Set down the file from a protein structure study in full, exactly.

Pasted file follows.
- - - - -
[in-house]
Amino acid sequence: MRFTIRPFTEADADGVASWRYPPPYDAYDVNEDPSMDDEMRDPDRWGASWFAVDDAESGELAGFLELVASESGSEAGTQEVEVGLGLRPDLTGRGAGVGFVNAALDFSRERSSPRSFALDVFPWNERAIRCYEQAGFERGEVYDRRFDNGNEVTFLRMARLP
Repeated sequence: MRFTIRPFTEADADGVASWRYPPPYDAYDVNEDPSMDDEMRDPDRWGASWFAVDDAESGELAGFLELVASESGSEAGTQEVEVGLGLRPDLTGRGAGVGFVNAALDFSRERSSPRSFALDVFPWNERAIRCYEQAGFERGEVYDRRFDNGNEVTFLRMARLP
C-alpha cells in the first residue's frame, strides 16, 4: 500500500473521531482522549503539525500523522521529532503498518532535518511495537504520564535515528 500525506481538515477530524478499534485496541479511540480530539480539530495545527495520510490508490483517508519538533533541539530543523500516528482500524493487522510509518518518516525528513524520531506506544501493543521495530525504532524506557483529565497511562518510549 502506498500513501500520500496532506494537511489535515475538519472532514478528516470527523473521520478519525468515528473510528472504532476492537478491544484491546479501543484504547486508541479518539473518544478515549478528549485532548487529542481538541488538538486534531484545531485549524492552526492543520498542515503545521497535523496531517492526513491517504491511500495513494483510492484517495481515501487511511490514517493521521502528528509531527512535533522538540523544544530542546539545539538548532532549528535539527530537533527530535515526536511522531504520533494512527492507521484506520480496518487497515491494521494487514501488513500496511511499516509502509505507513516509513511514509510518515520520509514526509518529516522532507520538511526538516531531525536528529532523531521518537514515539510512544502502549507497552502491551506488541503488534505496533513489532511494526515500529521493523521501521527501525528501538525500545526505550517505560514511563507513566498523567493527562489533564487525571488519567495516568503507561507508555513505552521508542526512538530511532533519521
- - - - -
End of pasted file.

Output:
[in-house]
Amino acid sequence: MRFTIRPFTEADADGVASWRYPPPYDAYDVNEDPSMDDEMRDPDRWGASWFAVDDAESGELAGFLELVASESGSEAGTQEVEVGLGLRPDLTGRGAGVGFVNAALDFSRERSSPRSFALDVFPWNERAIRCYEQAGFERGEVYDRRFDNGNEVTFLRMARLP
Repeated sequence: MRFTIRPFTEADADGVASWRYPPPYDAYDVNEDPSMDDEMRDPDRWGASWFAVDDAESGELAGFLELVASESGSEAGTQEVEVGLGLRPDLTGRGAGVGFVNAALDFSRERSSPRSFALDVFPWNERAIRCYEQAGFERGEVYDRRFDNGNEVTFLRMARLP
C-alpha cells in the first residue's frame, strides 16, 4: 500500500473521531482522549503539525500523522521529532503498518532535518511495537504520564535515528 500525506481538515477530524478499534485496541479511540480530539480539530495545527495520510490508490483517508519538533533541539530543523500516528482500524493487522510509518518518516525528513524520531506506544501493543521495530525504532524506557483529565497511562518510549 502506498500513501500520500496532506494537511489535515475538519472532514478528516470527523473521520478519525468515528473510528472504532476492537478491544484491546479501543484504547486508541479518539473518544478515549478528549485532548487529542481538541488538538486534531484545531485549524492552526492543520498542515503545521497535523496531517492526513491517504491511500495513494483510492484517495481515501487511511490514517493521521502528528509531527512535533522538540523544544530542546539545539538548532532549528535539527530537533527530535515526536511522531504520533494512527492507521484506520480496518487497515491494521494487514501488513500496511511499516509502509505507513516509513511514509510518515520520509514526509518529516522532507520538511526538516531531525536528529532523531521518537514515539510512544502502549507497552502491551506488541503488534505496533513489532511494526515500529521493523521501521527501525528501538525500545526505550517505560514511563507513566498523567493527562489533564487525571488519567495516568503507561507508555513505552521508542526512538530511532533519521